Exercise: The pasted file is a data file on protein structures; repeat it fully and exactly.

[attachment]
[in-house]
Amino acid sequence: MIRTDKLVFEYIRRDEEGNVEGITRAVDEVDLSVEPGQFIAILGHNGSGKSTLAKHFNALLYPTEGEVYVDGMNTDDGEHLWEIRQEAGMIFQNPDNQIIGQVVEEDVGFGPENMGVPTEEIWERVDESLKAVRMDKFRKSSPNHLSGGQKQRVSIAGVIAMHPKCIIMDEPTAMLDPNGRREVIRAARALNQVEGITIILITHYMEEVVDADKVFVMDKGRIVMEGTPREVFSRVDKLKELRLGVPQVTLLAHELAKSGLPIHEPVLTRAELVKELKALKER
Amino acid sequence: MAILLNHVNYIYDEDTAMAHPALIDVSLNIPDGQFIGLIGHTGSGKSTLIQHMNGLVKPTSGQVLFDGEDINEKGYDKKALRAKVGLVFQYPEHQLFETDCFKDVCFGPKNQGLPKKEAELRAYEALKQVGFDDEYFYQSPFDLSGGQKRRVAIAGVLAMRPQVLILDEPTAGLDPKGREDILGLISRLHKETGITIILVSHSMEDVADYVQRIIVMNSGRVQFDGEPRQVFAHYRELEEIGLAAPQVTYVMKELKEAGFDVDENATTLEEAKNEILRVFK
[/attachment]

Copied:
[in-house]
Amino acid sequence: MIRTDKLVFEYIRRDEEGNVEGITRAVDEVDLSVEPGQFIAILGHNGSGKSTLAKHFNALLYPTEGEVYVDGMNTDDGEHLWEIRQEAGMIFQNPDNQIIGQVVEEDVGFGPENMGVPTEEIWERVDESLKAVRMDKFRKSSPNHLSGGQKQRVSIAGVIAMHPKCIIMDEPTAMLDPNGRREVIRAARALNQVEGITIILITHYMEEVVDADKVFVMDKGRIVMEGTPREVFSRVDKLKELRLGVPQVTLLAHELAKSGLPIHEPVLTRAELVKELKALKER
Amino acid sequence: MAILLNHVNYIYDEDTAMAHPALIDVSLNIPDGQFIGLIGHTGSGKSTLIQHMNGLVKPTSGQVLFDGEDINEKGYDKKALRAKVGLVFQYPEHQLFETDCFKDVCFGPKNQGLPKKEAELRAYEALKQVGFDDEYFYQSPFDLSGGQKRRVAIAGVLAMRPQVLILDEPTAGLDPKGREDILGLISRLHKETGITIILVSHSMEDVADYVQRIIVMNSGRVQFDGEPRQVFAHYRELEEIGLAAPQVTYVMKELKEAGFDVDENATTLEEAKNEILRVFK